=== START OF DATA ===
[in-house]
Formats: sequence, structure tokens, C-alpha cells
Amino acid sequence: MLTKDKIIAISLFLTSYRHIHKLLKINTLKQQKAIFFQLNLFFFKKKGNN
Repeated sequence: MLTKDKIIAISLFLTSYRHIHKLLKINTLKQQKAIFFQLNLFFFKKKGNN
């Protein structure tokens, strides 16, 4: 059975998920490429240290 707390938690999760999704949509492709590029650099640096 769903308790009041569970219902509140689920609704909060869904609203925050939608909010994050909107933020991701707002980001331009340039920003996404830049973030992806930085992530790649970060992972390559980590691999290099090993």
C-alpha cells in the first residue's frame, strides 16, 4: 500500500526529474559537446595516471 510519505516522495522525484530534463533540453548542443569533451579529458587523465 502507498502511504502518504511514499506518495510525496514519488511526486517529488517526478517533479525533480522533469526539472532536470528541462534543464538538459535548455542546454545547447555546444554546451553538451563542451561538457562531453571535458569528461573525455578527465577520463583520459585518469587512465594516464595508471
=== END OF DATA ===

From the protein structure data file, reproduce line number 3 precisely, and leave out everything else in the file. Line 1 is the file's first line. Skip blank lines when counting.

Amino acid sequence: MLTKDKIIAISLFLTSYRHIHKLLKINTLKQQKAIFFQLNLFFFKKKGNN